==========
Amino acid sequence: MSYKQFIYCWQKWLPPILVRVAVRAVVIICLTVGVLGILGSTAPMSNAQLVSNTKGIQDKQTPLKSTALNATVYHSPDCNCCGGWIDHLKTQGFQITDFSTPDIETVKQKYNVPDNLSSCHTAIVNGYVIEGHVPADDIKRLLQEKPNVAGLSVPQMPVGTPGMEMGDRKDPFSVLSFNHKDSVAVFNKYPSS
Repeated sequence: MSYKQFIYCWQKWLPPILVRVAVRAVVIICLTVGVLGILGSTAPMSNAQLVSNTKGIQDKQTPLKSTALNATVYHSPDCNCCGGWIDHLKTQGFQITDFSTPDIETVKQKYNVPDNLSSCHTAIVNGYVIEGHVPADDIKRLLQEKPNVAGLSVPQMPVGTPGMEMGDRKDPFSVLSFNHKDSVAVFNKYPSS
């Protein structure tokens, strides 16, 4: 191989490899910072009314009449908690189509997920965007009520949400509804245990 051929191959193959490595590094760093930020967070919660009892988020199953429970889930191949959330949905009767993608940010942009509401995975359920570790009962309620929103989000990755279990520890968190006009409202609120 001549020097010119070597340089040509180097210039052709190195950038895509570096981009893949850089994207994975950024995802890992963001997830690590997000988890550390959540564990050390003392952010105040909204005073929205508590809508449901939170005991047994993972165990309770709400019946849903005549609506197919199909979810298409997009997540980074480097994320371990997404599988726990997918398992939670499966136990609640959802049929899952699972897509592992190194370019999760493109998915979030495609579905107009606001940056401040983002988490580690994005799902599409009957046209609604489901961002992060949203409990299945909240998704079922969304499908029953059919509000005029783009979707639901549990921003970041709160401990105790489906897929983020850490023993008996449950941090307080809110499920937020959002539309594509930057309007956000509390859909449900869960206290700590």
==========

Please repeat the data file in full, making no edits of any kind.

Amino acid sequence: MSYKQFIYCWQKWLPPILVRVAVRAVVIICLTVGVLGILGSTAPMSNAQLVSNTKGIQDKQTPLKSTALNATVYHSPDCNCCGGWIDHLKTQGFQITDFSTPDIETVKQKYNVPDNLSSCHTAIVNGYVIEGHVPADDIKRLLQEKPNVAGLSVPQMPVGTPGMEMGDRKDPFSVLSFNHKDSVAVFNKYPSS
Repeated sequence: MSYKQFIYCWQKWLPPILVRVAVRAVVIICLTVGVLGILGSTAPMSNAQLVSNTKGIQDKQTPLKSTALNATVYHSPDCNCCGGWIDHLKTQGFQITDFSTPDIETVKQKYNVPDNLSSCHTAIVNGYVIEGHVPADDIKRLLQEKPNVAGLSVPQMPVGTPGMEMGDRKDPFSVLSFNHKDSVAVFNKYPSS
């Protein structure tokens, strides 16, 4: 191989490899910072009314009449908690189509997920965007009520949400509804245990 051929191959193959490595590094760093930020967070919660009892988020199953429970889930191949959330949905009767993608940010942009509401995975359920570790009962309620929103989000990755279990520890968190006009409202609120 001549020097010119070597340089040509180097210039052709190195950038895509570096981009893949850089994207994975950024995802890992963001997830690590997000988890550390959540564990050390003392952010105040909204005073929205508590809508449901939170005991047994993972165990309770709400019946849903005549609506197919199909979810298409997009997540980074480097994320371990997404599988726990997918398992939670499966136990609640959802049929899952699972897509592992190194370019999760493109998915979030495609579905107009606001940056401040983002988490580690994005799902599409009957046209609604489901961002992060949203409990299945909240998704079922969304499908029953059919509000005029783009979707639901549990921003970041709160401990105790489906897929983020850490023993008996449950941090307080809110499920937020959002539309594509930057309007956000509390859909449900869960206290700590």